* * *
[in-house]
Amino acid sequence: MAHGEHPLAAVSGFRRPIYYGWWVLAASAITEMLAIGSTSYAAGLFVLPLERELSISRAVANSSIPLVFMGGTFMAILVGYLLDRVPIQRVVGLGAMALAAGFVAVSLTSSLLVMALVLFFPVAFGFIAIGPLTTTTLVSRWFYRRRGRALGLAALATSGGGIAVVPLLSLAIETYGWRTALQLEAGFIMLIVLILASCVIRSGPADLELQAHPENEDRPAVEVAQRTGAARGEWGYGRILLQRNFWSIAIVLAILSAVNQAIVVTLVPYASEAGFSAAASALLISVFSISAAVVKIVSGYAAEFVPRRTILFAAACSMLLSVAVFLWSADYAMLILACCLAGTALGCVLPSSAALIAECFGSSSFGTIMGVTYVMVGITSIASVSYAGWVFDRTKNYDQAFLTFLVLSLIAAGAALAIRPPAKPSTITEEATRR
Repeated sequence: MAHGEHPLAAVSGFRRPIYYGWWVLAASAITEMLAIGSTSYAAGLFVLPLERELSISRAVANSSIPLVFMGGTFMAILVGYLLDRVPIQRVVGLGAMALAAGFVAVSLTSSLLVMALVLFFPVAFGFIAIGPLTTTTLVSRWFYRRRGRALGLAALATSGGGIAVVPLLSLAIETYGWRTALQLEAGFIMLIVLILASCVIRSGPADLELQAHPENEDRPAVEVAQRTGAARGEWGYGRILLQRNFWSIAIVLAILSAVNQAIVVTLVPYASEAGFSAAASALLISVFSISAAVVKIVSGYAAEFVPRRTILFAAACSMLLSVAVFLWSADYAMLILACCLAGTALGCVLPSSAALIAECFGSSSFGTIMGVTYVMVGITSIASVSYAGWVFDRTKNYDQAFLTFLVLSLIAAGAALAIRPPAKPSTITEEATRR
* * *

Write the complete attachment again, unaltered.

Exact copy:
[in-house]
Amino acid sequence: MAHGEHPLAAVSGFRRPIYYGWWVLAASAITEMLAIGSTSYAAGLFVLPLERELSISRAVANSSIPLVFMGGTFMAILVGYLLDRVPIQRVVGLGAMALAAGFVAVSLTSSLLVMALVLFFPVAFGFIAIGPLTTTTLVSRWFYRRRGRALGLAALATSGGGIAVVPLLSLAIETYGWRTALQLEAGFIMLIVLILASCVIRSGPADLELQAHPENEDRPAVEVAQRTGAARGEWGYGRILLQRNFWSIAIVLAILSAVNQAIVVTLVPYASEAGFSAAASALLISVFSISAAVVKIVSGYAAEFVPRRTILFAAACSMLLSVAVFLWSADYAMLILACCLAGTALGCVLPSSAALIAECFGSSSFGTIMGVTYVMVGITSIASVSYAGWVFDRTKNYDQAFLTFLVLSLIAAGAALAIRPPAKPSTITEEATRR
Repeated sequence: MAHGEHPLAAVSGFRRPIYYGWWVLAASAITEMLAIGSTSYAAGLFVLPLERELSISRAVANSSIPLVFMGGTFMAILVGYLLDRVPIQRVVGLGAMALAAGFVAVSLTSSLLVMALVLFFPVAFGFIAIGPLTTTTLVSRWFYRRRGRALGLAALATSGGGIAVVPLLSLAIETYGWRTALQLEAGFIMLIVLILASCVIRSGPADLELQAHPENEDRPAVEVAQRTGAARGEWGYGRILLQRNFWSIAIVLAILSAVNQAIVVTLVPYASEAGFSAAASALLISVFSISAAVVKIVSGYAAEFVPRRTILFAAACSMLLSVAVFLWSADYAMLILACCLAGTALGCVLPSSAALIAECFGSSSFGTIMGVTYVMVGITSIASVSYAGWVFDRTKNYDQAFLTFLVLSLIAAGAALAIRPPAKPSTITEEATRR